The upper loop of the 8-shape encases a lotus flower, which opens by the push of the button at 2 o’clock, revealing a diamond in the middle. Each petal has been engraved or enamelled and they close slowly when the button is released. The dial is adorned with a butterfly. The timepiece comes in two limited sets of eight: one with an engraved and enamelled butterfly on a guilloché background, and another with blue sapphire wings on snow-set diamonds.
Jaquet Droz Lady 8 Flower blue sapphire wings on snow-set diamonds. The lotus flower opens by pressing the button at 2 o'clock.
Petite Heure Minute Relief Carps
Koi carp was bred in Japan in the 1820s for colour, initially in the north-eastern coast of Honshu island. Carps can live up to 100-200 years, therefore the colourful koi carp has become the symbol of long life. Artists of Jaquet Droz’s Ateliers d’Arts reached out to vivid champlevé enamel to depict the peaceful swimming of koi fish in a lotus flower covered pond bordered by lilies. Even the balance weight is adorned with enamel. Champlevé is one of the eldest enamelling techniques, the origin of which goes back to early Celtic art in Europe between 3rd–2nd century BC. Cells are carved in metal and then filled with vitreous enamel. The company offers the timepiece in two versions: white gold with mother-of-pearl sub dial and baguette cut diamonds, and red gold with onyx dial. It is limited to 28 pieces.
The Butterfly Journey
One of the drawings produced by the legendary automata of Jaquet-Droz in the 18th century was a cherub in a carriage pulled by a butterfly. The motif became a cheerful enamel work on The Loving Butterfly limited edition timepiece in 2013 and it also appeared as an applique on enamel on the unique piece offered for the 5th Only Watch auction the same year.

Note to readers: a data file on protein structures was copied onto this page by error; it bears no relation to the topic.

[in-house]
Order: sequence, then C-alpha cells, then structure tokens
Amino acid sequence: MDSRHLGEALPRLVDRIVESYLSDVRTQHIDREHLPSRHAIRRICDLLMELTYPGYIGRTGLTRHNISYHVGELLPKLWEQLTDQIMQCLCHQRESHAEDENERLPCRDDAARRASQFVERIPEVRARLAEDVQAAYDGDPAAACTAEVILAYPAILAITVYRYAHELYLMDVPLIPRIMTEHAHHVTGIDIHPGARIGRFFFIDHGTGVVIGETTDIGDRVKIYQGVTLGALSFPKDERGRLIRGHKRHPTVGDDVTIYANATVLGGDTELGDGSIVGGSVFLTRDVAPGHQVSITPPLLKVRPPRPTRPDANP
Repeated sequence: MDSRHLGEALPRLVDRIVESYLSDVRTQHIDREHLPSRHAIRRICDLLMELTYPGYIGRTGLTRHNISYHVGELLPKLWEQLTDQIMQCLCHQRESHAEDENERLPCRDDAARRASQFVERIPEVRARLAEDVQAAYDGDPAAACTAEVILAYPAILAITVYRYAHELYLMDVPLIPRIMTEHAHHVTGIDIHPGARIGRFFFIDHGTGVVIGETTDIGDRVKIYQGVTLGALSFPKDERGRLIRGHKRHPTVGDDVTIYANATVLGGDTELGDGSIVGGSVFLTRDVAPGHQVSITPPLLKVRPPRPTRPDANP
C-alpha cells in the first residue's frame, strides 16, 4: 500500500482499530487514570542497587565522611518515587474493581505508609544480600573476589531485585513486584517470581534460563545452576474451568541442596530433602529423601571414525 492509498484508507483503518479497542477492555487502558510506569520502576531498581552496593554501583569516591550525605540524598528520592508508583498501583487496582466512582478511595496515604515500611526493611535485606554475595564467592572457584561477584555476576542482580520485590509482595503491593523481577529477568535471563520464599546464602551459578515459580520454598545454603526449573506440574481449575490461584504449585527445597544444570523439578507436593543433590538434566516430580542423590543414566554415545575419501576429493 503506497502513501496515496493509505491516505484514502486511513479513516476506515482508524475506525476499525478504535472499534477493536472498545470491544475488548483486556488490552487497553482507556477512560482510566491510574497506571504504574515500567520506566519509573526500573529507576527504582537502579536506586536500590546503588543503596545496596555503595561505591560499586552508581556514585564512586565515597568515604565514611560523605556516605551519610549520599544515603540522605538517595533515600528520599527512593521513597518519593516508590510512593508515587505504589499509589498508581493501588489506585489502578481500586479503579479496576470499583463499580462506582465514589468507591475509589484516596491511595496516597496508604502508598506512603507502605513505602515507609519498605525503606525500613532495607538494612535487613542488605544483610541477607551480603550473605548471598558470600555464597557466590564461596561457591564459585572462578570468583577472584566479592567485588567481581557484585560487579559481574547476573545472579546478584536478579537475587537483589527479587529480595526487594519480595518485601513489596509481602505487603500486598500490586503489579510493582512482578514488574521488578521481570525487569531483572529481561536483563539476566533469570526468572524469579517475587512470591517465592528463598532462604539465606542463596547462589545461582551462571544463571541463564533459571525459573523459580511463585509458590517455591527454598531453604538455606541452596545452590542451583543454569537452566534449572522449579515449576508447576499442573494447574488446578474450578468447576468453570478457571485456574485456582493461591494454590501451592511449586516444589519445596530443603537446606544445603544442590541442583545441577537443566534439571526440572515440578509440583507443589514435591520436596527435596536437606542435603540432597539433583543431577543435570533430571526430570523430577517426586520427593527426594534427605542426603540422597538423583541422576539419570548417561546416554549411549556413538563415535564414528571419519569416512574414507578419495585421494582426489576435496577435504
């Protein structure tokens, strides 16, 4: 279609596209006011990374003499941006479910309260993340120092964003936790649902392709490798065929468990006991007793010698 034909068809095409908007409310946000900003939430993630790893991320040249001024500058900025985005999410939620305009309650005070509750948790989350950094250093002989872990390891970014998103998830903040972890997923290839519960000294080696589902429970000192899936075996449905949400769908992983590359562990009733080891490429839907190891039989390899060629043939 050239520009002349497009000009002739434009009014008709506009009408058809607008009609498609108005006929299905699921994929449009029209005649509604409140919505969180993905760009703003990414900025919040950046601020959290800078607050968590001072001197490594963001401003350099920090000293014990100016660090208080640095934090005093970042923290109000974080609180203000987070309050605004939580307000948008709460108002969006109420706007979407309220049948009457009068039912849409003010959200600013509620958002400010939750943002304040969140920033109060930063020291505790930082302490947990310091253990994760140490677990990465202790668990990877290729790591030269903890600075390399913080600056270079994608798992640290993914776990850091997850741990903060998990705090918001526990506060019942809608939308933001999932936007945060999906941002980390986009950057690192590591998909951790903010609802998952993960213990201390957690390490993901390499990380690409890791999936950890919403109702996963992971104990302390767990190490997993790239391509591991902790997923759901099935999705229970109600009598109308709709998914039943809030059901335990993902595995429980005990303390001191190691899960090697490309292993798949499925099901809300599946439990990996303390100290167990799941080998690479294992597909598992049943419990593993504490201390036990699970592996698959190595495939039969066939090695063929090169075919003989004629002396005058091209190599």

The butterfly’s journey continues on two sets in 2015, based on the Petite Heure Minute model. In fact, the series is called The Butterfly Journey and comprises of two times eight pieces – each capturing a moment of the little creature’s flight. One set is made of red gold and feijoa flowers appear on Grand Feu enamel, the other is enhanced with pink peonies, white gold with diamonds on the case as well as the lugs. The sculpted butterfly has intense blue wings, again champlevé enamelled.
Jaquet Droz could always silence me for long minutes by portraying the most captivating faces of purity. Artisans in their workshops have a perfect sense for balance, which they continuously demonstrate in the Astrale collection. Just look at the Grande Heure, the Twelve Cities or even the Éclipse. The latter was announced in 2010, which from this Baselworld on can be purchased in two new versions too: a 39 mm diameter with aventurine dial and a 43mm diameter with grey opaline dial. Stars accompany the Moon, which plays hide and seek according to the current moon phase observed. Date is shown by a crescent-ended serpent hand on the circumference of the dial, while the day of the week and month are visible in the two apertures under the JD logo. The aventurine version is encrusted with diamonds on the case.
Grande Seconde Deadbeat
Deadbeat is an old mechanism, which replaced the traditionally linear movement of the seconds hand to accurate jumps for each second. Jaquet Droz brought it back in the Grande Seconde Deadbeat and gave the slim seconds hand the highly visible centre court for the performance. The lower dial segment, which usually displays seconds in this collection, shows the date in this model.
Photo credits: Jaquet Droz, Loupiosity.com.
All registered trademarks are property of their respective owners.
All rights reserved.